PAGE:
The Fifth Circuit Slices and Dices Flood Claims

The Fifth Circuit Slices and Dices Flood Claims

By Marisa Jeffrey

In late May, the Fifth Circuit decided Robert and Kerry Spong’s case against their insurer, Fidelity National Property and Casualty Insurance Co., holding that state law rights relating to an insurer’s claims handling are preempted by federal law, but those concerning the sale of the policy itself are not. On interlocutory appeal, a three-judge panel held that the Fifth Circuit’s 2009 decision in Campo v. Allstate Insurance Co. governed. In Campo, the court ruled the National Flood Insurance Act (“NFIA”) does not preempt state law claims pertaining to the procurement of insurance.

The Spongs purchased a Standard Flood Insurance Policy from Fidelity under the NFIA for their property in Galveston, Texas. At the time the policy was procured, the U.S. Fish & Wildlife Service had concluded the property did not fall within the Coastal Barrier Resources System (“CBRS”, a network of protected coastal areas that are uninsurable). However, the Fish & Wildlife Service later changed course and included the Spong property within the CBRS boundary, making their home ineligible for the insurance they had already purchased. During the policy period, Hurricane Ike raged across the gulf, taking with it all the improvements on the Spong’s property and most of their belongings. The Spongs filed a claim with Fidelity, who subsequently denied the claim, saying the policy was void from its inception due to the CBRS qualification.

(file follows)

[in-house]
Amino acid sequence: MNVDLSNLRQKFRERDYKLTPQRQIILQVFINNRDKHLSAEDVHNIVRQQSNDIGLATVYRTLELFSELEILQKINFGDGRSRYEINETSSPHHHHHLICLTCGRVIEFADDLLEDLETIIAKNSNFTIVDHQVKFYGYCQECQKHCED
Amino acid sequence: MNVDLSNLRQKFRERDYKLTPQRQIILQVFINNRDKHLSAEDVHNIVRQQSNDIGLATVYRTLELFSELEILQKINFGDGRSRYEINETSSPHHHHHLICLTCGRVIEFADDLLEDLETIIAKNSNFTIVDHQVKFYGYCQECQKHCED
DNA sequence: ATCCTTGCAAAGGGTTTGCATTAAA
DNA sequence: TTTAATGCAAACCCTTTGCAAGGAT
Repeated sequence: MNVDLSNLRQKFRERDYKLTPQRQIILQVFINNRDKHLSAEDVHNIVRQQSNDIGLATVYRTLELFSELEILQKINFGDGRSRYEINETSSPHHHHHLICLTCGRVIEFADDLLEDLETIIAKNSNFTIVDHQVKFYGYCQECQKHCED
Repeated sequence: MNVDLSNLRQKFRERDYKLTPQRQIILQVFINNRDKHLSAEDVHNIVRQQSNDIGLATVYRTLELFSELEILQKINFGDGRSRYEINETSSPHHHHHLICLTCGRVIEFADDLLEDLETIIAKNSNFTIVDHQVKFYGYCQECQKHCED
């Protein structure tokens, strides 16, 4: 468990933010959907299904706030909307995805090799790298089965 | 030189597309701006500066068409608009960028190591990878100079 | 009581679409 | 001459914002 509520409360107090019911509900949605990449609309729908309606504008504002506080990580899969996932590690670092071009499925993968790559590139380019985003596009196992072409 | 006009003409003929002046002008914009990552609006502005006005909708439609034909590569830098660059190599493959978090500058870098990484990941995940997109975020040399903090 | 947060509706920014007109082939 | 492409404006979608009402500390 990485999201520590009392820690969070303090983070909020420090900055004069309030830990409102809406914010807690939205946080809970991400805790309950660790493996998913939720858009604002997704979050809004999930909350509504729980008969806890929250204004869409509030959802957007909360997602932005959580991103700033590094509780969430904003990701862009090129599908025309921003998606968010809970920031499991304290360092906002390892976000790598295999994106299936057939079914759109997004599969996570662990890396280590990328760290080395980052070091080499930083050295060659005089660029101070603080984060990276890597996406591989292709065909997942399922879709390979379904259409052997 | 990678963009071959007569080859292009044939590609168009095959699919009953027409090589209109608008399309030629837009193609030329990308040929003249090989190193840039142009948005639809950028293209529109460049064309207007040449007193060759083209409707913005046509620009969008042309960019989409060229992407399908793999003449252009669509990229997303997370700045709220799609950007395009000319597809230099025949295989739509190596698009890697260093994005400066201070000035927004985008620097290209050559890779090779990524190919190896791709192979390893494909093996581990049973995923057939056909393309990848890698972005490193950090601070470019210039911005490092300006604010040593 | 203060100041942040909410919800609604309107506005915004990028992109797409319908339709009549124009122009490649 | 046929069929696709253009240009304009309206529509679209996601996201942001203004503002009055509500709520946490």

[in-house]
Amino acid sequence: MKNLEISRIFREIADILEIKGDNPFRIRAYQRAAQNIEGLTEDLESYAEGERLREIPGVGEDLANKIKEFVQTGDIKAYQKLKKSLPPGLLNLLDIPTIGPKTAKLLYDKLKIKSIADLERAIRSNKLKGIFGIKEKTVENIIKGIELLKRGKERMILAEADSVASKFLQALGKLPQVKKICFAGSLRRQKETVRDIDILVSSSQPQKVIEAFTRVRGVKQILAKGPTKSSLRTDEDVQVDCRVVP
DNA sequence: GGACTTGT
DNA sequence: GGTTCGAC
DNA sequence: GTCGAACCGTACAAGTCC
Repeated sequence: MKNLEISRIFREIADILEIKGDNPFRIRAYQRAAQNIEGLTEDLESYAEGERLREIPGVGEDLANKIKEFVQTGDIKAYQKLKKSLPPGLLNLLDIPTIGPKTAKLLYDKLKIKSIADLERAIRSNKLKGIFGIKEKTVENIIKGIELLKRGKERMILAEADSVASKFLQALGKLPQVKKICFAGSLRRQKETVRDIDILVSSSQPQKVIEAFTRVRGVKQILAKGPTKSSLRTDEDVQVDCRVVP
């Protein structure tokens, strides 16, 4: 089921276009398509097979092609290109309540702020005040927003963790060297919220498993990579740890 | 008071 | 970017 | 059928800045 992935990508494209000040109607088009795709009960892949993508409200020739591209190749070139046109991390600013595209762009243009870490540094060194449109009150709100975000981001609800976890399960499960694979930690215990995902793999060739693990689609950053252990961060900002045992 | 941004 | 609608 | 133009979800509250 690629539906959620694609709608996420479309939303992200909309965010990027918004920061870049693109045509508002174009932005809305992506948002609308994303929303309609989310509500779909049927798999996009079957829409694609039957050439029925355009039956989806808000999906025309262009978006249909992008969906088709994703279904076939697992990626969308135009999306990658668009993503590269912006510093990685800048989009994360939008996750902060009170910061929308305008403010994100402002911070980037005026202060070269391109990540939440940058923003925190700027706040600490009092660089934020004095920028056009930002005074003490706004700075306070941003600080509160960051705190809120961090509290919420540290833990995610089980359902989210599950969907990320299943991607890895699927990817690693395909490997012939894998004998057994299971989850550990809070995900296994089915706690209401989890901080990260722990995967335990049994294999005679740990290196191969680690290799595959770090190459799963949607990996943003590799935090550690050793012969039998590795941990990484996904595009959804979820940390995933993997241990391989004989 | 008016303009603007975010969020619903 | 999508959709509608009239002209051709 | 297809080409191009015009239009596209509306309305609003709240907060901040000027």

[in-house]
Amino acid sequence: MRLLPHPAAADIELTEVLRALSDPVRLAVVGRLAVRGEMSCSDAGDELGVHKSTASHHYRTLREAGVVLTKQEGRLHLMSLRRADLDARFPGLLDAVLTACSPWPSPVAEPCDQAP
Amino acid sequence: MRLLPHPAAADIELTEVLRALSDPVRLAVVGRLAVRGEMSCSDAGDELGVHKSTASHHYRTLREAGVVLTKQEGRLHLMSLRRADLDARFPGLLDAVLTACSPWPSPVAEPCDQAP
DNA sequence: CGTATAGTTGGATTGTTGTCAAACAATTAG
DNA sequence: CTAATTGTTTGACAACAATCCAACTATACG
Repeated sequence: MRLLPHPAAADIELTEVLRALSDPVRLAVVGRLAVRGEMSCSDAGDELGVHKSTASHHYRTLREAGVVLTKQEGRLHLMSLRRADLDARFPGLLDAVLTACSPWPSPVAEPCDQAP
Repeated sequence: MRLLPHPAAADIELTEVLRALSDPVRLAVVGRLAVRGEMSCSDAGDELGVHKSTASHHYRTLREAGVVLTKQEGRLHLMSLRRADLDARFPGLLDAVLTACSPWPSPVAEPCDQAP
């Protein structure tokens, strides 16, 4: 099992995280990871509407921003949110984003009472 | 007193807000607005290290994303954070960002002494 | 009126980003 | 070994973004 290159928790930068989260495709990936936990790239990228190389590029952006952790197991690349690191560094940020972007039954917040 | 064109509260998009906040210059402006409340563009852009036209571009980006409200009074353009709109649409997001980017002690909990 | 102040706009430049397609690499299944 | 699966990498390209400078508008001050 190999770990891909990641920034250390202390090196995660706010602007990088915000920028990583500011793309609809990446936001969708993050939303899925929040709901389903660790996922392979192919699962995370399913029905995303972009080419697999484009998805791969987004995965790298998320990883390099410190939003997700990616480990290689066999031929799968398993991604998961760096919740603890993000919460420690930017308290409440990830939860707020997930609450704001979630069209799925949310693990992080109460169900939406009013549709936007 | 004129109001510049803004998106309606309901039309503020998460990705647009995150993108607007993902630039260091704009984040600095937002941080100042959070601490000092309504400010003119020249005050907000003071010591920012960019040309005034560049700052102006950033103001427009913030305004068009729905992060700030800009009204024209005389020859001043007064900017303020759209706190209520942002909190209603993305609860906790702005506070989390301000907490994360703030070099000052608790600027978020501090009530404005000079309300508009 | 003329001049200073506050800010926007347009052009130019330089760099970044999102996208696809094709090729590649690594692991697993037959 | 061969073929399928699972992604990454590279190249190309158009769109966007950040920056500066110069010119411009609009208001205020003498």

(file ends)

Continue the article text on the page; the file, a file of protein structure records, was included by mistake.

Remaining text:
The Spongs sued Fidelity, alleging state law tort claims and statutory violations. Fidelity removed to federal court, then sought summary judgment that the Spongs’ state law claims were preempted by federal law. The district court, by certified question, asked the Fifth Circuit whether Campo had been superseded by a FEMA regulatory bulletin that denounced Campo and said the agency “understood and intended its regulations to preempt state law claims related to policy formation.” The Fifth Circuit panel reasoned that, after issuing the bulletin, FEMA took no further action to clarify the scope of the intended preemptive effect and did not amend any regulations. As such, the bulletin did not affect the holding in Campo. The opinion also makes it clear plaintiffs cannot claim ignorance of federal statutes and regulations as an excuse for relying on insurer’s issuance of the policy as a determination their property is insurable.

Given FEMA’s reaction to Campo, we may see a more definitive regulatory response to the Spong decision in the coming months. In the meantime, with the recent severe wet weather in Texas, this issue is likely to rear its head again, potentially causing headaches for more homeowners.